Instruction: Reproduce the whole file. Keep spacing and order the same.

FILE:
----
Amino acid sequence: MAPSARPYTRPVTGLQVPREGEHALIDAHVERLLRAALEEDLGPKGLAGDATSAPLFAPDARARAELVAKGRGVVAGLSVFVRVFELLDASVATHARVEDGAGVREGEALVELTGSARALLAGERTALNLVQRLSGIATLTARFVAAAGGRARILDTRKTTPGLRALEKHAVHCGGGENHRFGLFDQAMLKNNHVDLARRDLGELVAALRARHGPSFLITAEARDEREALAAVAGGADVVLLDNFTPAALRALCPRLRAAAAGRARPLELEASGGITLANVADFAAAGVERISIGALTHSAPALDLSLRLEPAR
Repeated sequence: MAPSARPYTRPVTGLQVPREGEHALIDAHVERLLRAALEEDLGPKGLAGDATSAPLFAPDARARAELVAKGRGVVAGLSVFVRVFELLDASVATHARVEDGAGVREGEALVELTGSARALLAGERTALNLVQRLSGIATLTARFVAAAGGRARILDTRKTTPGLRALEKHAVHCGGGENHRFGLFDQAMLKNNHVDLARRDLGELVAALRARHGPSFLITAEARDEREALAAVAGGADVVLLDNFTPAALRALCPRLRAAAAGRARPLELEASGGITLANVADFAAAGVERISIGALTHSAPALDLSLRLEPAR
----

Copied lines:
Amino acid sequence: MAPSARPYTRPVTGLQVPREGEHALIDAHVERLLRAALEEDLGPKGLAGDATSAPLFAPDARARAELVAKGRGVVAGLSVFVRVFELLDASVATHARVEDGAGVREGEALVELTGSARALLAGERTALNLVQRLSGIATLTARFVAAAGGRARILDTRKTTPGLRALEKHAVHCGGGENHRFGLFDQAMLKNNHVDLARRDLGELVAALRARHGPSFLITAEARDEREALAAVAGGADVVLLDNFTPAALRALCPRLRAAAAGRARPLELEASGGITLANVADFAAAGVERISIGALTHSAPALDLSLRLEPAR
Repeated sequence: MAPSARPYTRPVTGLQVPREGEHALIDAHVERLLRAALEEDLGPKGLAGDATSAPLFAPDARARAELVAKGRGVVAGLSVFVRVFELLDASVATHARVEDGAGVREGEALVELTGSARALLAGERTALNLVQRLSGIATLTARFVAAAGGRARILDTRKTTPGLRALEKHAVHCGGGENHRFGLFDQAMLKNNHVDLARRDLGELVAALRARHGPSFLITAEARDEREALAAVAGGADVVLLDNFTPAALRALCPRLRAAAAGRARPLELEASGGITLANVADFAAAGVERISIGALTHSAPALDLSLRLEPAR